When dining out, wine is a great accompaniment to any meal, but deciding what to order can be stressful and intimidating. A wine list doesn’t have to read like a doctoral thesis to be good.
The four key factors to what makes a list really good are compatibility, diversity, consumer friendliness and pricing.
Let’s start with compatibility. The selection of wine should match the overall character and palate of the food offered. If the food is generally spicy, then wines that play that style should be on the list. I’m truly a believer that any ethnic restaurant should focus on wines from the country that the food represents. In other words, Italian wine for an Italian restaurant, French wine for a French restaurant, Spanish wine for a Spanish eatery, etc. What better wine to match the cuisine than those wines created for that particular food? Same applies to a regional restaurant! It should offer regional wines.
Next up is diversity. Within the realm of the style of food offered, the list should contain both red and white wine, even rosé and bubbly if applicable, using different varietals and styles. An Italian eatery, for example, could have varietals and styles from different parts of Italy to pair with dishes from those specific regions. If it’s more of a general restaurant without an ethnic theme, different varietals and styles from around the world would work, so long as the character of the food is kept in mind.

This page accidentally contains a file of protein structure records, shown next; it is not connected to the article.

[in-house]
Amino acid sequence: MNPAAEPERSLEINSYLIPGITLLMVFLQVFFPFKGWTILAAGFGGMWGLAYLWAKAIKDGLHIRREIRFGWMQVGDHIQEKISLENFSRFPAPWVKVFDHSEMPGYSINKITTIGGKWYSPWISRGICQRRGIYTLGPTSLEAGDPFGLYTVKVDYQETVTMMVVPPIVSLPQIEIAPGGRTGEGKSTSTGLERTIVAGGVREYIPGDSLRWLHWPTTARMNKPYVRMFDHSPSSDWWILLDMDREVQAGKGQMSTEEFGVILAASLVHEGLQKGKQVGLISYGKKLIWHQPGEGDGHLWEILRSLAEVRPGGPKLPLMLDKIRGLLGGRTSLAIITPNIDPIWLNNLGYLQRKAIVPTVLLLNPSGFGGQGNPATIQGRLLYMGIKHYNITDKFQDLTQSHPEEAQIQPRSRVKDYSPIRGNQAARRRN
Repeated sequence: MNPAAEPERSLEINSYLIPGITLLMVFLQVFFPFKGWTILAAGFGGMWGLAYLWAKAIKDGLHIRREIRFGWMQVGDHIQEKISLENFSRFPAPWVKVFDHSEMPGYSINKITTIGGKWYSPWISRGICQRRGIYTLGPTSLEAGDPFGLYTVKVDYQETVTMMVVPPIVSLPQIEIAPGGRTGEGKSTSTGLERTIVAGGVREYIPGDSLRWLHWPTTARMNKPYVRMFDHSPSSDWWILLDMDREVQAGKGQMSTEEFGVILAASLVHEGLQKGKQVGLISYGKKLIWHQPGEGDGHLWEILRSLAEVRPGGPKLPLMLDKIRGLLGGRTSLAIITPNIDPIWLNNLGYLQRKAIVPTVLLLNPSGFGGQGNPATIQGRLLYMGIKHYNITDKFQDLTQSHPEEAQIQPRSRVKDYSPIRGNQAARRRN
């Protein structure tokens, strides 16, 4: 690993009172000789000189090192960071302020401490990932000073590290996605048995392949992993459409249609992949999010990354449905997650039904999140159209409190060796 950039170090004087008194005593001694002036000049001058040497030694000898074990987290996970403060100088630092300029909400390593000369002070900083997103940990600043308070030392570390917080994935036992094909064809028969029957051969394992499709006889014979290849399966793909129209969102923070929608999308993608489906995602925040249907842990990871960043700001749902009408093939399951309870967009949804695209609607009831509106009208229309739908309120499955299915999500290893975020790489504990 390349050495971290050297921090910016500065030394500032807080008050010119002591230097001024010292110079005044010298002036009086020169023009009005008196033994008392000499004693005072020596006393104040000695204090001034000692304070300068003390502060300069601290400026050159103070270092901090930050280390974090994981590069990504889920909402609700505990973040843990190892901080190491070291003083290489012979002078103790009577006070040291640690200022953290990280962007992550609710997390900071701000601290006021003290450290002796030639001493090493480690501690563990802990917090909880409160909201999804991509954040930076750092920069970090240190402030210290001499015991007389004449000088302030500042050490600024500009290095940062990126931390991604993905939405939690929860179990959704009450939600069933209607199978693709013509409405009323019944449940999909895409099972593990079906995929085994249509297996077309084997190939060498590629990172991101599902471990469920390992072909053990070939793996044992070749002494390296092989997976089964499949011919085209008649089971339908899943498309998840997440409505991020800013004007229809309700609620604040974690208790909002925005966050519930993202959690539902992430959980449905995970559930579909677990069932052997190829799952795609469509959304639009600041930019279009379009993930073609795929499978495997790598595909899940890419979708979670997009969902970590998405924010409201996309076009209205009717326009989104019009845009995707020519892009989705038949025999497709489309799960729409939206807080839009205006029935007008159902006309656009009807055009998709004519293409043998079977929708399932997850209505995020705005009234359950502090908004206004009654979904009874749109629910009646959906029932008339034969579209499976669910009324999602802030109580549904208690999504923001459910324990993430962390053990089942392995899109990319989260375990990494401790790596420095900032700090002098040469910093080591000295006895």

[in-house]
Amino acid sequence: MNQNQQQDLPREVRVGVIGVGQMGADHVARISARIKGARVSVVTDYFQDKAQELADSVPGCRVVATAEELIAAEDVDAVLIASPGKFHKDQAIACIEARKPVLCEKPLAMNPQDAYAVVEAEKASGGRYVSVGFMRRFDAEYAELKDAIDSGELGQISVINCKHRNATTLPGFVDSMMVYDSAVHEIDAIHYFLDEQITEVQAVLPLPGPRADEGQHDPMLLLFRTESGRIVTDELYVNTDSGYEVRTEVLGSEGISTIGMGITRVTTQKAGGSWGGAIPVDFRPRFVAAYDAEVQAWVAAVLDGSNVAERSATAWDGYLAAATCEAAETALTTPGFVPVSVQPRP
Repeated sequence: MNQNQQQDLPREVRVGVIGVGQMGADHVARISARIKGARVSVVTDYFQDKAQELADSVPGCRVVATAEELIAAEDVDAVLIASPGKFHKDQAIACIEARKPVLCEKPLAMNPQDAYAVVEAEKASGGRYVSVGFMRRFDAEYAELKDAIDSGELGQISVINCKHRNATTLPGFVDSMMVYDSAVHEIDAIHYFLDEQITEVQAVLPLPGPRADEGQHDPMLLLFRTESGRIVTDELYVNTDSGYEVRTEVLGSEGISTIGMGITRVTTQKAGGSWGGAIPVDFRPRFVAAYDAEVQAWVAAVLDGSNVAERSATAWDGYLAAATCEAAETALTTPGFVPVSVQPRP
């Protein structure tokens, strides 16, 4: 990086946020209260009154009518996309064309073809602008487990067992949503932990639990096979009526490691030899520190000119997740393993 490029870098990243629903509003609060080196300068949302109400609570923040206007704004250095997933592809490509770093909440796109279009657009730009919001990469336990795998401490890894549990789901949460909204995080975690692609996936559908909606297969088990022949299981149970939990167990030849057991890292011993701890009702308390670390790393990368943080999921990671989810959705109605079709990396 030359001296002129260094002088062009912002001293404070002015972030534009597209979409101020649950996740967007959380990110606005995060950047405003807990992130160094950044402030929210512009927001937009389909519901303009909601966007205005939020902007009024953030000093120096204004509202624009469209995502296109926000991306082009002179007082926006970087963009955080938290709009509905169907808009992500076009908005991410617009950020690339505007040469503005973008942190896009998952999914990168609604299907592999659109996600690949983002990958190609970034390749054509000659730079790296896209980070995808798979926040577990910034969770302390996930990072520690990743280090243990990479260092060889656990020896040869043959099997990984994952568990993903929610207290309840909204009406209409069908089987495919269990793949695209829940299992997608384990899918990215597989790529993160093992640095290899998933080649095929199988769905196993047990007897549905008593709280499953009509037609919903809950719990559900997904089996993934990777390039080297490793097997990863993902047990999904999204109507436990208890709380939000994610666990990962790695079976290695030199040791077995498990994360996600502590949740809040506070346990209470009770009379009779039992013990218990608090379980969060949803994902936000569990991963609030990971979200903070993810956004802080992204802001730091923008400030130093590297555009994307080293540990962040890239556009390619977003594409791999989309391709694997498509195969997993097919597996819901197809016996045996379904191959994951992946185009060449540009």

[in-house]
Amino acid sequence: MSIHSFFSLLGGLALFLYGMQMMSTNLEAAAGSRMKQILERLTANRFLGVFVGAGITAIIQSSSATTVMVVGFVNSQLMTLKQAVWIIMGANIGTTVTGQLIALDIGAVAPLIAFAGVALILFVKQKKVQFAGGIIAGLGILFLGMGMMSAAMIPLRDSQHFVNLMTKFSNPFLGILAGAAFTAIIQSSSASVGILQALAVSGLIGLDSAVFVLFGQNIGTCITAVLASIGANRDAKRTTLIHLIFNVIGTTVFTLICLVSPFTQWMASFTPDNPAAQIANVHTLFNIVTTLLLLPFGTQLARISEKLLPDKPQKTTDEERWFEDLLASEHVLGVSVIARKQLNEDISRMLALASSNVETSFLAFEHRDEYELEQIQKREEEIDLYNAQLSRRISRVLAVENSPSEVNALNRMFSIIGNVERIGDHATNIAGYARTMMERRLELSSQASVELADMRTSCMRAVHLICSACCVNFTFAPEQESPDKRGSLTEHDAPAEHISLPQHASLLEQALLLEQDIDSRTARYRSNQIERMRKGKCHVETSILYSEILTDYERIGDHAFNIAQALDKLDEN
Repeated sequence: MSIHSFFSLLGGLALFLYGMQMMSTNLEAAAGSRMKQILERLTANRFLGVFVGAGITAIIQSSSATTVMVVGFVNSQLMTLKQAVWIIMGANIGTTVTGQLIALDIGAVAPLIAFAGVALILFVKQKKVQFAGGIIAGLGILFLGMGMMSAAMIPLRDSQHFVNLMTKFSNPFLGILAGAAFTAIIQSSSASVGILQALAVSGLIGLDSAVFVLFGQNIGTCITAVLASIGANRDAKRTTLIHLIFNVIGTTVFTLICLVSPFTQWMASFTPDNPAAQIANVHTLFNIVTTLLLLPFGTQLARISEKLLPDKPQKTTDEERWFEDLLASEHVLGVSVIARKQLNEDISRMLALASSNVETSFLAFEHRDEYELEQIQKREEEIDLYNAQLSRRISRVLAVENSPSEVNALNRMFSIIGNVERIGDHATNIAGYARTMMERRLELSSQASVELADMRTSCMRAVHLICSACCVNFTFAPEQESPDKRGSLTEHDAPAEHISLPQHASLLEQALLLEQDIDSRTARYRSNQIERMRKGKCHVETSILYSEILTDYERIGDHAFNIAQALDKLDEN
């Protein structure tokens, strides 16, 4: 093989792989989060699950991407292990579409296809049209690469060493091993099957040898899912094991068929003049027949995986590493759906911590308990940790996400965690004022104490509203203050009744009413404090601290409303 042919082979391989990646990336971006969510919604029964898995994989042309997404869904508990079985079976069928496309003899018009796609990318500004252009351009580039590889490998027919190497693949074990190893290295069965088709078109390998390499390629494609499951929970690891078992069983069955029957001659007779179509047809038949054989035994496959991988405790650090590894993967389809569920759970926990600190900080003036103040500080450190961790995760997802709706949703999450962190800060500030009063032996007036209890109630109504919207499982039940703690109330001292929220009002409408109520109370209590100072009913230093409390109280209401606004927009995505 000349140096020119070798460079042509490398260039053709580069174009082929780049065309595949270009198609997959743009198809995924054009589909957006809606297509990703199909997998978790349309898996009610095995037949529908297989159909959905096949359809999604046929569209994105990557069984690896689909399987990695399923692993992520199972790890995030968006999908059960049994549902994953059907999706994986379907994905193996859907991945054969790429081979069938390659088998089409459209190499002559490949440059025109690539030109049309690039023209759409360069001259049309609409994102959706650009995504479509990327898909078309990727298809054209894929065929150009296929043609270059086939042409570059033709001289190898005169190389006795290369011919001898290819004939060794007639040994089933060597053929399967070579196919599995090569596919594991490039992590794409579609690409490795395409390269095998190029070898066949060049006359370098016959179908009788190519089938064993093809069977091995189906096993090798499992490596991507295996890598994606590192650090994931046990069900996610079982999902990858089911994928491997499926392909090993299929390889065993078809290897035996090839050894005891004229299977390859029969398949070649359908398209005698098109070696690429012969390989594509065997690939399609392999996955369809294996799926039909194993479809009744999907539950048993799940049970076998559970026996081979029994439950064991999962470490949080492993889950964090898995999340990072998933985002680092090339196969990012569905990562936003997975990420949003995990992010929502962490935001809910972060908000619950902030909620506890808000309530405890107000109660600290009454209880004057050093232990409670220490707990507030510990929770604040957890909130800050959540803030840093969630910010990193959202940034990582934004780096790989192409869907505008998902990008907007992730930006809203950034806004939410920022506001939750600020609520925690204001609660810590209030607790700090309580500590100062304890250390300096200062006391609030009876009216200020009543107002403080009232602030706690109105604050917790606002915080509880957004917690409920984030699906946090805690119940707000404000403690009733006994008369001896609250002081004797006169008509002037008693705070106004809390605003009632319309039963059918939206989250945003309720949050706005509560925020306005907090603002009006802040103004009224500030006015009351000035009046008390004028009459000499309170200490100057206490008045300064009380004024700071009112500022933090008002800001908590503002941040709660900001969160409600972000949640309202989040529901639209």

Consumer friendliness is a biggie when it comes to wine lists. Hundreds of selections will only overwhelm – it’s simply not necessary. The list should be easy to read, with dark lettering against a lighter background. Long-winded tasting notes, if available, will only bore the diner. Simple and sometimes funny work best. Remember, patrons are there to dine, not study a document. Although you don’t see it very often, some half bottles on the list would be a nice addition as not everyone wants to consume a whole bottle. As a wine instructor, I always think there should be an educational aspect to any wine list. That’s where wine-by-the-glass selections are a good idea. It allows diners to broaden their palates and experience by sampling different wines without having to buy a whole bottle. A featured wine or varietal from a certain country or region, changed regularly, could be a wonderful addendum to any wine list allowing the consumer to try something new at a special price. Even some menu suggestions next to specific wines on the list could reduce the intimidation factor for the consumer.
Finally, there is the pricing issue. I’m talking about mark-ups and every restaurant on the planet does so to varying degrees. Although there are numerous methods of marking up wine, the bottom line here is to keep them reasonable. If wines are purchased from a local monopoly like the LCBO, the consumer generally knows what the retail value of the wine is. If a wine you normally buy is three or four times that cost on the list, you’re not going to be pleased. You may order once, but next time you may vie for a beer or cocktail, or not even go back to that restaurant. I advise all my restaurant clients to keep their mark-ups down. It results in happier diners, who often order a second bottle and offer return business.
A carefully thought-out wine list is a bonus for any restaurant. More time and effort should be put into them.